Iberian Lynx Lynx pardinus Temminck, 1827 (Mammalia: Carnivora: Felidae) in central Spain: trophic niche of an isolated population

Main Article Content

Pedro Alfaya
https://orcid.org/0000-0003-1405-0749
Ariadna Invernón
https://orcid.org/0000-0002-8503-2911
Germán Alonso
https://orcid.org/0000-0001-5933-2964

Abstract

Understanding predator-prey relationships is fundamental to develop effective conservation plans.  Between 2015 and 2018, we combed 21 transects, each 7km long, searching for Iberian Lynx Lynx pardinus scat within the province of Madrid in central Spain.  In order to minimise inherent subjectivity of visual identification as much as possible, we performed a double specific nested polymerase chain reaction (PCR) followed by a primer extension assay addressed to two Iberian Lynx diagnostic single nucleotide polymorphisms.  Forty-six scat samples were positively identified as belonging to Iberian Lynx through genetic analysis.  From these, we extracted remains of consumed prey, which we determined to the lowest possible taxonomic level, mainly through hair identification.  Identified prey was divided into four types: lagomorphs, small mammals, birds, and ungulates.  The species’ diet composition was described based on the frequency of occurrence (FO) of each prey and niche breadth, and also compared with prior knowledge of the species using four prior studies as a comparative reference through the calculation of the niche overlap value.  The FO of lagomorphs (39%) was the lowest, while the FO of small mammals (54%) was the highest recorded to date.  The niche breath (0.36) was higher than recorded in prior studies, but still showing the specialist character of the Iberian Lynx.  Niche overlap was low (C = 0.49), showing differences in trophic niche between the population in our study area and the one studied in southern Spain.  This indicates that the Iberian Lynx is adept at switching its main prey, an ability that has previously been firmly rejected.  It is, however, capable of adapting to alternative prey more often than recorded to date, which could be a behavioural response to the patchy distribution of European Rabbit Oryctolagus cuniculus in the study area.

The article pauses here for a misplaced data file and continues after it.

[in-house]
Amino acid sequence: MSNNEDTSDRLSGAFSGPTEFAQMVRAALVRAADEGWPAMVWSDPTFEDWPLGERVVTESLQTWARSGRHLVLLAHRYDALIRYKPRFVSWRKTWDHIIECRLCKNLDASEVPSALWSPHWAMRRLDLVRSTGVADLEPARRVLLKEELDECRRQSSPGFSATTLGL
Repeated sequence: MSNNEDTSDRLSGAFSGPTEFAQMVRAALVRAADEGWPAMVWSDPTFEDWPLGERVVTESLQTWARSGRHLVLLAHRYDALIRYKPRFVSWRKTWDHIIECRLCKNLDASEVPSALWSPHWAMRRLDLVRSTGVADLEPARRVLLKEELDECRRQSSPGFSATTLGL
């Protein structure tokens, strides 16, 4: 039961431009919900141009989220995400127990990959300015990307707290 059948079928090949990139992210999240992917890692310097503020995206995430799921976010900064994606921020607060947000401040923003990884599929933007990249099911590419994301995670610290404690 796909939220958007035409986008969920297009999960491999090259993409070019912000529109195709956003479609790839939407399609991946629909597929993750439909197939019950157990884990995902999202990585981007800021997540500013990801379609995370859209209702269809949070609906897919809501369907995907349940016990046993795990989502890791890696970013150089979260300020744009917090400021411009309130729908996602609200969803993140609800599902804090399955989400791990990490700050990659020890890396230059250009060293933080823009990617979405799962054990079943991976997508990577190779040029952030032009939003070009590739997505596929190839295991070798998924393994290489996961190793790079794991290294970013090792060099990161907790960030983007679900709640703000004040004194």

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How to Cite
[1]
Alfaya, P., Invernón, A. and Alonso, G. 2020. Iberian Lynx Lynx pardinus Temminck, 1827 (Mammalia: Carnivora: Felidae) in central Spain: trophic niche of an isolated population. Journal of Threatened Taxa. 12, 2 (Feb. 2020), 15229–15237. DOI:https://doi.org/10.11609/jott.5506.12.2.15229-15237.
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Communications

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